Tuesday, 12 July 2011

China and Azerbaijan – a new player in town?

For most states in Eurasia, it is a regular routine to express satisfaction with one’s bilateral relationships, welcoming the development of ties and expressing satisfaction that the partnership will only deepen in the future. Azerbaijan and China may not have a lot in common at first glance, but parsing their recent ties does suggest that we are seeing the development of China’s profile to the west of the Caspian.

Trade between the two has just hit $1 billion, according to Azerbaijan’s media. This may be chicken feed for China (in perspective, China’s trade with the US is $385 billion) but it is significant for Azerbaijan, with a total trade turnover in 2010 of $27 billion.

A full third of the trade is between Azerbaijan and Xinjiang in China’s west, heavily populated by Uighur Muslims (the news of the trade milestone came at the inaugural meeting of the Azerbaijan-Xinjiang intergovernmental commission on economic affairs). 

Vague ethnic links aside, most of the basis for trade probably comes from the energy sector. Azerbaijan’s oil and gas sector remains its biggest economic strength, and Xinjiang is western China’s energy hub – particularly for gas and oil coming from the Caspian region.

Recent discussion of free-trade zones does suggest that the two sides are trying to diversify their relations, although whether these will be implemented and how much economic impact they will have is debatable.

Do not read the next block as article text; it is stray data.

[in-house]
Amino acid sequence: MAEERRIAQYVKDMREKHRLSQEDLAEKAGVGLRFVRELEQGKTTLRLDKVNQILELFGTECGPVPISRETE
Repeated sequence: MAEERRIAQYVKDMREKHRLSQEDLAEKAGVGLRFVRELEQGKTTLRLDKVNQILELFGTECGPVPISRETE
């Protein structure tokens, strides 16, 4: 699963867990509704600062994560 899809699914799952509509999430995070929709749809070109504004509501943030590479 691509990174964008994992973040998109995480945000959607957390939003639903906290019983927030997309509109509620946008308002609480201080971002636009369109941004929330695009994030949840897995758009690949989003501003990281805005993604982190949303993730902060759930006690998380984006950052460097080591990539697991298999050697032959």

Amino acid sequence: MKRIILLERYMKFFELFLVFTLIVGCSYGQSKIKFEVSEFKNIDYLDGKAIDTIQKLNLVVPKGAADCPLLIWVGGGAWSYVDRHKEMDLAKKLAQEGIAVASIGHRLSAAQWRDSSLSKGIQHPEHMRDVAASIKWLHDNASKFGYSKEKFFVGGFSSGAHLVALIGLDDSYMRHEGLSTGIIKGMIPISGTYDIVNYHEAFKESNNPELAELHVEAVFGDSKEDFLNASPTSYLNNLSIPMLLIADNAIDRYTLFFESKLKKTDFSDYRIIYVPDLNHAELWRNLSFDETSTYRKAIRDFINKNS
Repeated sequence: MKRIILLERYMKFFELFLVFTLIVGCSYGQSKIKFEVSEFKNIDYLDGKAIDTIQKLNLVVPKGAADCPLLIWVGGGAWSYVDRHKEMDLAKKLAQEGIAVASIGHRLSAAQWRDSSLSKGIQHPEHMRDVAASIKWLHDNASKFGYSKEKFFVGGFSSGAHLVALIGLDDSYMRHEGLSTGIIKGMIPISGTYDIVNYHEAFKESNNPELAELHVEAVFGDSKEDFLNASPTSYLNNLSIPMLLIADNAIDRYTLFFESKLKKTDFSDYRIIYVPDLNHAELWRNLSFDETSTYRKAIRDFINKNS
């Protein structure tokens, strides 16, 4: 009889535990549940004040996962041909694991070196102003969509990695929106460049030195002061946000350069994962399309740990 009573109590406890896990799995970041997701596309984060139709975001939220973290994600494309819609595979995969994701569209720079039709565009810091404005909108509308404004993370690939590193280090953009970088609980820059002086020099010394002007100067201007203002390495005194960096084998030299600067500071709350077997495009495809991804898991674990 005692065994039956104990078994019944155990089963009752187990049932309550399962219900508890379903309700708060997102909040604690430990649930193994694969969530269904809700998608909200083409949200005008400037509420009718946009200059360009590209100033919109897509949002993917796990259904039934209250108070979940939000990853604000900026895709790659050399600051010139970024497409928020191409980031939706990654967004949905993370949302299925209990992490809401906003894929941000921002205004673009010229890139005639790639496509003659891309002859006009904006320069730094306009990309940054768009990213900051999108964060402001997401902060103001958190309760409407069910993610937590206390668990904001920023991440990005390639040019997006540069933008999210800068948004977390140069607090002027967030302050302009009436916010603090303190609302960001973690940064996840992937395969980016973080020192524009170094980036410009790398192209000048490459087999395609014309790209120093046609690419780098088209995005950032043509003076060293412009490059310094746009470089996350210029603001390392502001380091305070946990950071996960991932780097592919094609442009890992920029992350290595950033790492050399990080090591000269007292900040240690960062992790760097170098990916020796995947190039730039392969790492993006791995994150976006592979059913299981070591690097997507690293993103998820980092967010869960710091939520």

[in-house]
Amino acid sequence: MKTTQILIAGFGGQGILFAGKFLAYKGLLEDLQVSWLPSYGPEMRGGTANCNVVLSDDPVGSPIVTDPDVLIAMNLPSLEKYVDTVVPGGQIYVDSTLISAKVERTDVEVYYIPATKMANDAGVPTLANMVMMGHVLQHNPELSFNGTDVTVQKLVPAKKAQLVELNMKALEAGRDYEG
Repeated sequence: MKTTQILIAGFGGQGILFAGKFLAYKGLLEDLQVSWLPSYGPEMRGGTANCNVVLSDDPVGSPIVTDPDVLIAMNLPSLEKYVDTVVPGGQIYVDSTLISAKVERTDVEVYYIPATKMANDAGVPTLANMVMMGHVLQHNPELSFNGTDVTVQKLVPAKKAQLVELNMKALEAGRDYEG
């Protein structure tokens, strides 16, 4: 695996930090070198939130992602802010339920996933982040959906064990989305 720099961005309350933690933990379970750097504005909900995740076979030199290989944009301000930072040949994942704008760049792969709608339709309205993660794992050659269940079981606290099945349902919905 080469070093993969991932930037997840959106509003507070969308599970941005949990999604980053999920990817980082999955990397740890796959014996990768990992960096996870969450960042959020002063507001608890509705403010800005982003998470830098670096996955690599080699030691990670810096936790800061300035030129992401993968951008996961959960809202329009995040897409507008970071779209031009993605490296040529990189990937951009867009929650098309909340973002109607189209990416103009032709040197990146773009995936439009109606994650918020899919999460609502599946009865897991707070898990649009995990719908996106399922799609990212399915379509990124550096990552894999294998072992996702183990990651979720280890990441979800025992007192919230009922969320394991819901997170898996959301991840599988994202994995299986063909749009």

More broadly, the rise in trade reflects two things. Firstly, Beijing’s determination to increase investment in Xinjiang, which remains poorer and less developed than many other parts of China. Poverty and economic disenfranchisement were cited as key reasons behind riots among Xinjiang’s Uighur community back in 2009. Encouraging investment from majority-Muslim states may seem like a simple and efficient part of the solution to the Xinjiang issue.

Secondly, it reflects growing Chinese interest on the ‘far side’ of the Caspian, with all the energy, political and security ramifications that implies. This isn’t a novelty – China’s first stumble was back in 1999 when it sold multiple-launch rockets to Azerbaijan’s arch-rival Armenia, provoking anger in Baku. Although Beijing has avoided any subsequent such errors, it has certainly been building ties with Yerevan too. In 2009 it became Armenia’s second-largest trade partner and President Hu Jintao praised Armenia as a “trustworthy friend” during a meeting in May 2010.

As China’s profile in the Caucasus increases, building strong relationships with both Azerbaijan and Armenia will increasingly be a balancing act. In an echo of the 1999 incident, Baku has been pushing to acquire long-range Chinese missiles. This could create a diplomatic spat with Armenia. 

And although China certainly prioritises Azerbaijan out of the two, for its location and its energy resources, Chinese policy in distant areas is usually based on careful balance and non-interference. Indeed, its official policy on Nagorno-Karabakh has been studiously neutral: calling for support of Azerbaijan’s territorial integrity, but abstaining from a 2008 UN vote tabled by Azerbaijan which called for an immediate Armenian withdrawal from occupied Azerbaijani territories.

This is without mentioning the other geopolitical dynamics that would change if China began to assert itself on the western side of the Caspian – with Iran, Turkey, and particularly Russia. Reaching $1 billion in trade turnover with Azerbaijan isn’t a sign that ‘the Chinese are coming’, but it does indicate the shape of things to come. As time passes, China will increasingly become an alternative pole for Azerbaijan’s ‘multi-vector foreign policy’ to take account of.


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